But we can't explain Denver's metamorphosis without giving major credit to Nene and 'Melo. The Brazilian has turned into a prolific dunking machine, converting everything he gets at the rim. Examples A, B and C:
That's helped reward Nene with an absurd 63% field goal clip and a league-leading .671 True Shooting percentage. (Joel Pryzbilla isn't on pace to qualify for the FG% crown thanks to a low number of FGAs.) Nene has also sliced his turnovers and maintained a career high block rate while controlling his fouls. This is the Nene everyone drooled over earlier this decade. This is the Nenê the Nuggets overpaid for. And folks have recognized it, giving the Brazilian daps for the realization of his potential. Teams would line up to take his $10 million contract today.
'Melo, on the other hand, has seen criticism for a precipitous scoring decline this year. Two seasons ago, Anthony averaged almost 29 points per game. This season, he's under 21. Smart people have questioned his status as a so-called franchise player, wondering if he's more a fiddle (second) or banana (third) than top gun. Of course, the complaints about 'Melo over the past five years have concerned his defense and rebounding, that he has ignored those two important elements to focus on dropping 30.
Now 'Melo does what everyone has wanted, his scoring dips and ... no one is tossing laurels. Anthony is second in the league in rebound rate among all starting small forwards (behind Shawn Marion). His rate eclipses those of LeBron James, Andrei Kirilenko and Paul Pierce by a substantial amount. That's huge for Denver. A wing who crashes the boards at that rate lets your fleet bigs (Nene, in this case) spring out into transition for easy running jams.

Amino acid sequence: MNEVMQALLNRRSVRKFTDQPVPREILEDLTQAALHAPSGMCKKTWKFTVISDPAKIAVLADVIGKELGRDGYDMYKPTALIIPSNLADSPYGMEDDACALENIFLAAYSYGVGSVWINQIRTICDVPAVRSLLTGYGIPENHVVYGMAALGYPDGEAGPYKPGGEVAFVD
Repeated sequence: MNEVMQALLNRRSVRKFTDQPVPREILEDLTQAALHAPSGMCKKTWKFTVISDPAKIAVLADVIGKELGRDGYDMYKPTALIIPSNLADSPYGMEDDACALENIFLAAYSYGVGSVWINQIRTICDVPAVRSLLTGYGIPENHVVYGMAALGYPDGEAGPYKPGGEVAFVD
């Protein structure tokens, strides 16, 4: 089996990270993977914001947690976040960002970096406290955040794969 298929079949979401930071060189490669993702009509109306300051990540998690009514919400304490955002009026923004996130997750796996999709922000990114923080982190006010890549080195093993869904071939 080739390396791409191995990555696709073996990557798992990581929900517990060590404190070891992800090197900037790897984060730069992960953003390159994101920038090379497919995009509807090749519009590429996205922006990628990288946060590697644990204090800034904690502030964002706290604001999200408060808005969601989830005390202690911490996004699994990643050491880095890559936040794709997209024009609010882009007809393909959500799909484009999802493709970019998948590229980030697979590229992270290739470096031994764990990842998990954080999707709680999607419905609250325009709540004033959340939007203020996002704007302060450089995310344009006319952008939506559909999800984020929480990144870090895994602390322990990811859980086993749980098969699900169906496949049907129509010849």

Anthony's defense has been stout by statistic, otherworldly (in a relative sense) by anecdote. Denver's slowed pace with Billups in town has, it seems, allowed 'Melo to keep up his energy in opposition of the league's small forwards. Against Denver, small forwards have a .456 effective field goal percentage this season. Last year, the measure was .509. In Anthony's personal matchups at the three, opponents have an eFG of .419. Last season, it was .527. The dude is defending his tail off.
The worry about 'Melo's injured offense can be softened some, too. The slower pace and Nene's larger role have conspired to drop Anthony's FGA frequency about 17% off its 2006-07 peak. Of course, 'Melo has missed many more shots this year, too: his FG% is .409, down from .492 last season. But most of these have been missed at the rim. According to NBA.com's Hot Spots data, he hit 61% near the rim last year and only 51% this season. Do you think 'Melo is going to keep missing those ducks all year? Two-point FG% is a highly variable stat; it will bounce back before long, and Anthony's scoring average will make a leap.
When it does, Denver will look even more dangerous. If the Nuggets stick around the top of the standings, Billups will watch the metamorphosis become a dark horse MVP candidacy. While Billups has been tremendous for Denver through a quarter of the season, perhaps his most valuable contribution has been in leading Karl to abandon the reckless running style, which has allowed Nenê to finally blossom and has helped open 'Melo's defensive wings.